Glaciers, Mountain Goats and Goals
As part of my fiftieth celebration, I created a list of fifty fun firsts for my fiftieth year. This summer, Pedro and I headed to Alaska to visit Sarah. Along the way, we plan on experiencing as many things from the list as possible. Under the category of ‘Places to Visit,’ Banff National Park topped the list.
We arrived at Banff National Park in between rainstorms on the first day of summer. Ever since I saw a picture of Lake Louise with towering mountains seeming to rise from the shores of the Caribbean-green waters, I’ve wanted to visit. The mountains rose out of green forests and wildflower covered swaths next to the highway like silent fortresses.
We passed Lake Louise without stopping to visit after our foray into Banff to purchase gas. The quaint town sports Swiss-village architecture, narrow streets and corner gas stations built on lots smaller than our not-so-very-big house. Not an ideal place to fuel up whilst towing a trailer—we decided instead to pick a random hike from our Milepost travel guide and wave at Lake Louise as we drove by.
The overlook at Bow Lake looked as beautiful as any photo I’ve ever seen of Lake Louise—unfortunately, the pull out area had already filled up, so we drank in the views as we drove by. Around 1:30 we arrived at the Parker Ridge Trailhead, which our guidebook claimed would take us to the top of a ridge with views of the Saskatchewan Glacier in a three-hour round trip hike.
I managed to keep my camera in my bag until we reached the top of the ridge (not knowing how long the hike would actually take, I didn’t want to spend time photographing every little flower on the way up). We hiked beyond the ridge in order to get better views of the glacier, wildflowers and a see-the-bottom-clear turquoise lake. I hoped to see mountain goats as well, but had to content myself with photos of Columbian ground squirrels and least chipmunks.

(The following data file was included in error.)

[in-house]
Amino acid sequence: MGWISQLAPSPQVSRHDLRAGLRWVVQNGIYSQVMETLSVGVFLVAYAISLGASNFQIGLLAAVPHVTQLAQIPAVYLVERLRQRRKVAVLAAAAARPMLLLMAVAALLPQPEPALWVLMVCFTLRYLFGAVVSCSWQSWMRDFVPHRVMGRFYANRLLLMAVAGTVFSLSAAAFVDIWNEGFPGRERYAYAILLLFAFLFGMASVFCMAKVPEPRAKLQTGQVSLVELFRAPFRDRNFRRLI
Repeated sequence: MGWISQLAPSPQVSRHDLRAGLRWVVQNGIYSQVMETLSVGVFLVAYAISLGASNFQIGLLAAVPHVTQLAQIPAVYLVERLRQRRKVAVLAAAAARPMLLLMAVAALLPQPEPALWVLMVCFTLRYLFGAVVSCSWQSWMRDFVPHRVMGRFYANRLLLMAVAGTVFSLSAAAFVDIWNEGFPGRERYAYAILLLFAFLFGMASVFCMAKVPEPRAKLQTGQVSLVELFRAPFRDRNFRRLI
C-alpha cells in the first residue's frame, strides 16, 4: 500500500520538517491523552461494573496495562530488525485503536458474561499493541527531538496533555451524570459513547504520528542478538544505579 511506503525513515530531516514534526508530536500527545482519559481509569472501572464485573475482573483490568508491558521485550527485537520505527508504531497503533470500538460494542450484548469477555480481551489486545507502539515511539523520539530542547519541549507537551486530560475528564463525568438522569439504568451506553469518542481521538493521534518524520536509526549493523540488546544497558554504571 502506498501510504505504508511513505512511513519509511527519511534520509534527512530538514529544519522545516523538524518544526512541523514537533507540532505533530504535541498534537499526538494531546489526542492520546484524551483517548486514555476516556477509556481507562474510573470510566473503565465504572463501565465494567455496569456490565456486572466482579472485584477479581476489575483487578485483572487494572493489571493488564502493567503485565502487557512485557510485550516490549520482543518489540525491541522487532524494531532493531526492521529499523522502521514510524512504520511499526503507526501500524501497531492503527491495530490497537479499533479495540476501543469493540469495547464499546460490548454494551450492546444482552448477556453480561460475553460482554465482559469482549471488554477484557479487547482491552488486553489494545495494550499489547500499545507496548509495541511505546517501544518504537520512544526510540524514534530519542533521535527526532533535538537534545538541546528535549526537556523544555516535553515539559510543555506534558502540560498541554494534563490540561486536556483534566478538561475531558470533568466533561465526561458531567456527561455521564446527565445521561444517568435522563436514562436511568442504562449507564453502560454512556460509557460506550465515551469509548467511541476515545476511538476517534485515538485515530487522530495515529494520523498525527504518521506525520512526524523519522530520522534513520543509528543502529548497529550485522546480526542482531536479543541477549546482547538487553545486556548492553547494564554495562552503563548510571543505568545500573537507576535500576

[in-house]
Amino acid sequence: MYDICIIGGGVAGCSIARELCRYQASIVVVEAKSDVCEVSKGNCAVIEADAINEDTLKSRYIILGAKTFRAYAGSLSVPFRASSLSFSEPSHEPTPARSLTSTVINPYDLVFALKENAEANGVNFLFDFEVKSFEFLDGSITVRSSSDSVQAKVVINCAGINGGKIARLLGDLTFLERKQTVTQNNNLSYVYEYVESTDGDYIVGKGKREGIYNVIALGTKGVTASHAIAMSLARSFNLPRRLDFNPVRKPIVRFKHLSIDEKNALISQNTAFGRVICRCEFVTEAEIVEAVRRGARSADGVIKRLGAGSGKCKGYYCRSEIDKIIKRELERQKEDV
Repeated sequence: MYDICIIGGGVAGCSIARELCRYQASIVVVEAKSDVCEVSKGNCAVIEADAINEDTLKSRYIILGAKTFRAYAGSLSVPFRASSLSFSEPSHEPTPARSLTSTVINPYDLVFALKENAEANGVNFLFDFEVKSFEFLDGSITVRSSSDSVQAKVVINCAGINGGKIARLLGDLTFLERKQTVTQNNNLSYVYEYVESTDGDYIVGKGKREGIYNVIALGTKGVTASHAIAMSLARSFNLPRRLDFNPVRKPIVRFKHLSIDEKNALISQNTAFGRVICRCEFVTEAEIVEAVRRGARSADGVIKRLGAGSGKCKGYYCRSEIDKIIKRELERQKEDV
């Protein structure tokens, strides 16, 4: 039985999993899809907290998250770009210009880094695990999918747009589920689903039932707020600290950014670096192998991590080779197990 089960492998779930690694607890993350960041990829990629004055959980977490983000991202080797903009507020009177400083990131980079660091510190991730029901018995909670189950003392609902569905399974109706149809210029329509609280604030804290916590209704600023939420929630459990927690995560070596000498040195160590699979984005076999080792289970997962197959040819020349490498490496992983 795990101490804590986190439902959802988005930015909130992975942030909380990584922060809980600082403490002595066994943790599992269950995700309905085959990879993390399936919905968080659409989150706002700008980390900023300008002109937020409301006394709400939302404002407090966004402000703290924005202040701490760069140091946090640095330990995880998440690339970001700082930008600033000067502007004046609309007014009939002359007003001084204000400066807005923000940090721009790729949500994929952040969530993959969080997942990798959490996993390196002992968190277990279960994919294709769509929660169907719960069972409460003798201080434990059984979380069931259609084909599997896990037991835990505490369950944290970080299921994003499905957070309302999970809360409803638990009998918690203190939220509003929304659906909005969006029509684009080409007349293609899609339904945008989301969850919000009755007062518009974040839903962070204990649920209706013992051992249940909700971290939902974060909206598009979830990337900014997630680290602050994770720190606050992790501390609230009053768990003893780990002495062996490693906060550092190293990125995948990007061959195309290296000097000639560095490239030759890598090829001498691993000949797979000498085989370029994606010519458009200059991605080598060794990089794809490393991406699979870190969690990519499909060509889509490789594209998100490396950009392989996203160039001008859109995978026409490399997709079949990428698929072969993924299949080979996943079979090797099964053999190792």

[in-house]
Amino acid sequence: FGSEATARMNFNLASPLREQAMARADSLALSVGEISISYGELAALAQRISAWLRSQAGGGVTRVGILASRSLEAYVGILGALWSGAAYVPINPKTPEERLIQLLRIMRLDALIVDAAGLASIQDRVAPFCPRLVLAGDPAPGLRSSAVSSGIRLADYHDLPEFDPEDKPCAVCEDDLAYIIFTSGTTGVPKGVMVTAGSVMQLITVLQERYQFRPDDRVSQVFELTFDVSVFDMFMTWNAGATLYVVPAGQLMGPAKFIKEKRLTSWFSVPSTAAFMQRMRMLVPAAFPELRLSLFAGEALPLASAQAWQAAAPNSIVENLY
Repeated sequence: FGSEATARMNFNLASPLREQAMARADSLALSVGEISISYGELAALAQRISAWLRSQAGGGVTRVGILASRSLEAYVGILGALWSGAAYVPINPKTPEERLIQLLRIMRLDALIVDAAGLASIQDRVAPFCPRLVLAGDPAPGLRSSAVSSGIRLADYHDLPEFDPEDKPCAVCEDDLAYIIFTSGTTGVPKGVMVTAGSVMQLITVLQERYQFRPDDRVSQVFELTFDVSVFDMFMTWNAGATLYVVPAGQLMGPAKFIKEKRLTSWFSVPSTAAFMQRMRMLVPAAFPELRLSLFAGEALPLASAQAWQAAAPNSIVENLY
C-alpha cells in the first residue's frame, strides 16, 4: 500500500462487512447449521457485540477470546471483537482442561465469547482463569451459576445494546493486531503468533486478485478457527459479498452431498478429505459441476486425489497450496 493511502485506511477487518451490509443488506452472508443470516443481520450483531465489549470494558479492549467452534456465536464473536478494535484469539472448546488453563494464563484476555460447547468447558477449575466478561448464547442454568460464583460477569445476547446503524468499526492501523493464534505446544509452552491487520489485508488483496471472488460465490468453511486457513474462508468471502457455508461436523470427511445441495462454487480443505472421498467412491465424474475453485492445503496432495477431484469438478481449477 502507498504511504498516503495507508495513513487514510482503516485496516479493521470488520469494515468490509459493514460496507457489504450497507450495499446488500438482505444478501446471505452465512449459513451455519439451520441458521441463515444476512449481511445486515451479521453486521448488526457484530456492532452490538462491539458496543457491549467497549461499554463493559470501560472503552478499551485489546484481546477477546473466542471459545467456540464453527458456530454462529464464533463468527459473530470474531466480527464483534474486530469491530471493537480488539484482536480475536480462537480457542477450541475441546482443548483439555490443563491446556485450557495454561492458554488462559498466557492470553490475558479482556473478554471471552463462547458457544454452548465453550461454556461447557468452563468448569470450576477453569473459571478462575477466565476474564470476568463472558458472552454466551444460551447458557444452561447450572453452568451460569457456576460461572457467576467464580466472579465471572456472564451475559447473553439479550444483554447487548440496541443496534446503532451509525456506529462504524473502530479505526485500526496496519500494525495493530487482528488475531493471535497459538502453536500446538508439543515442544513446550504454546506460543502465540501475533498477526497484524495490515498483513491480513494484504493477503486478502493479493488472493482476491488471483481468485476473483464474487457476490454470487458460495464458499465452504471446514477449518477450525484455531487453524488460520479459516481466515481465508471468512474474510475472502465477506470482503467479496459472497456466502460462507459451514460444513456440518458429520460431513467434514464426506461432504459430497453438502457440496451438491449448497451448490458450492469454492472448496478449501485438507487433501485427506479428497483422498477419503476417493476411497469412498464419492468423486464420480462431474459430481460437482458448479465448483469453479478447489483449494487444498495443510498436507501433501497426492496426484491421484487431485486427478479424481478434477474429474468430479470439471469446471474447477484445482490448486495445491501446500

On the way down, I snapped photos of the wildflowers and contemplated the Creator who formed beauty for every ecosystem. The highest and lowest points often require the closest observation in order to not overlook the delicate beauty that flourishes in the seemingly hostile environments.
When on mountaintops, we tend to look out over the sweeping vistas and forget to notice the miniscule, in-the-moment blessings at our feet. Likewise, whilst walking through the desert places we focus on the heat, the discomfort and the need to just escape. I’ve learned that the desert floor has beauty and purpose, too.
We made it to the truck right before the skies started spitting. After consulting our Milepost guidebook, we decided that we would only try to make it to Grand Prairie—79 miles short of our morning’s stated goal. The four-mile hike to the top of the world provided a worthwhile trade-off.
As I read through the Milepost, I came across a warning to watch out for stopped motorists at mile 233.7—where drivers often slowed down or stopped to view and photograph mountain goats. For years I’ve wanted to get great photos of mountain goats but never had success. I’ve climbed multiple mountains in Montana in hopes of getting a great shot, but whilst some lucky people have gotten fabulous photos with their cell phones, the mountain goats always stayed out of reach for my telephoto lens.
“What’s that?” Pedro exclaimed. I looked up from my guidebook perusal and there, ahead of us on the side of the road we could see a small herd of mountain goats. He joined the other tourists who pulled over and slowed down whilst I grabbed my camera and snapped away. We counted four adults, three babies and two teenagers munching grass and flowers on the side of the road. The smallest kid still had its dried-up umbilical chord attached.
We followed the herd as they ambled towards an area with white cliffs. The smallest goat bleated a time or two as it frolicked in the clover. When the mama stopped to lick the earth for salt, the baby flopped down and started licking the ground, too, content to let remaining close to its mother be its only goal.
We couldn’t stop talking about the experience—a magical moment that required no work on our part. And then it struck me. My journey through life with Jesus leading me requires me to commit to the journey and then allow the Holy Spirit to lead and guide me and bless me along the way. I don’t have to climb mountains and wear myself out seeking personal perfection—I just have to realize that God will bestow the blessings, gifts, and lessons as I need them.
To cap off the day’s drive, we saw three rainbows hovering beneath the mountains and enjoyed an hour-long sunset show as we drove through the dense forests along the Bighorn Highway.